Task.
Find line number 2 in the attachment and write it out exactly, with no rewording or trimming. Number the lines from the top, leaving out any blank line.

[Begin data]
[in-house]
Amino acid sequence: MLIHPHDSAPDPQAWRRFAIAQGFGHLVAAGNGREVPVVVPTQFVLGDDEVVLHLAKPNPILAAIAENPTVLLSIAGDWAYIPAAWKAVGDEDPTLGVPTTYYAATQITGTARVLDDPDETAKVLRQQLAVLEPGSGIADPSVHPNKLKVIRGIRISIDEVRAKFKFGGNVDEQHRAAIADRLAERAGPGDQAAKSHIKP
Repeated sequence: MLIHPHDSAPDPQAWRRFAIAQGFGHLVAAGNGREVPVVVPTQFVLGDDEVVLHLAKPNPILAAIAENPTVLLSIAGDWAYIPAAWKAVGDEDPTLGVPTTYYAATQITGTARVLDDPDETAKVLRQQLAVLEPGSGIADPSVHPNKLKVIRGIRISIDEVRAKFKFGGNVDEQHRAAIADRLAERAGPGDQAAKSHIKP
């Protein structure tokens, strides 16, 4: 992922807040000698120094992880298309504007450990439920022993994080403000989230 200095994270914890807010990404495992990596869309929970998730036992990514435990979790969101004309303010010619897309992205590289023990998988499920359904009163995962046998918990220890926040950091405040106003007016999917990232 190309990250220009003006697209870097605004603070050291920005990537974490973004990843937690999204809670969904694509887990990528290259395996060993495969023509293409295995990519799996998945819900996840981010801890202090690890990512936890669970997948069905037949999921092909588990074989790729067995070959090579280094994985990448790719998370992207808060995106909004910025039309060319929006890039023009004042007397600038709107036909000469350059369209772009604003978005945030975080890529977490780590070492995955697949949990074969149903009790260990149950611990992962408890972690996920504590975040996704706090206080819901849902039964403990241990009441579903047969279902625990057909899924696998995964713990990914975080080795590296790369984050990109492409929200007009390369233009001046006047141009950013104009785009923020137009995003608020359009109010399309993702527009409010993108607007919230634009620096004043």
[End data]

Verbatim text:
Amino acid sequence: MLIHPHDSAPDPQAWRRFAIAQGFGHLVAAGNGREVPVVVPTQFVLGDDEVVLHLAKPNPILAAIAENPTVLLSIAGDWAYIPAAWKAVGDEDPTLGVPTTYYAATQITGTARVLDDPDETAKVLRQQLAVLEPGSGIADPSVHPNKLKVIRGIRISIDEVRAKFKFGGNVDEQHRAAIADRLAERAGPGDQAAKSHIKP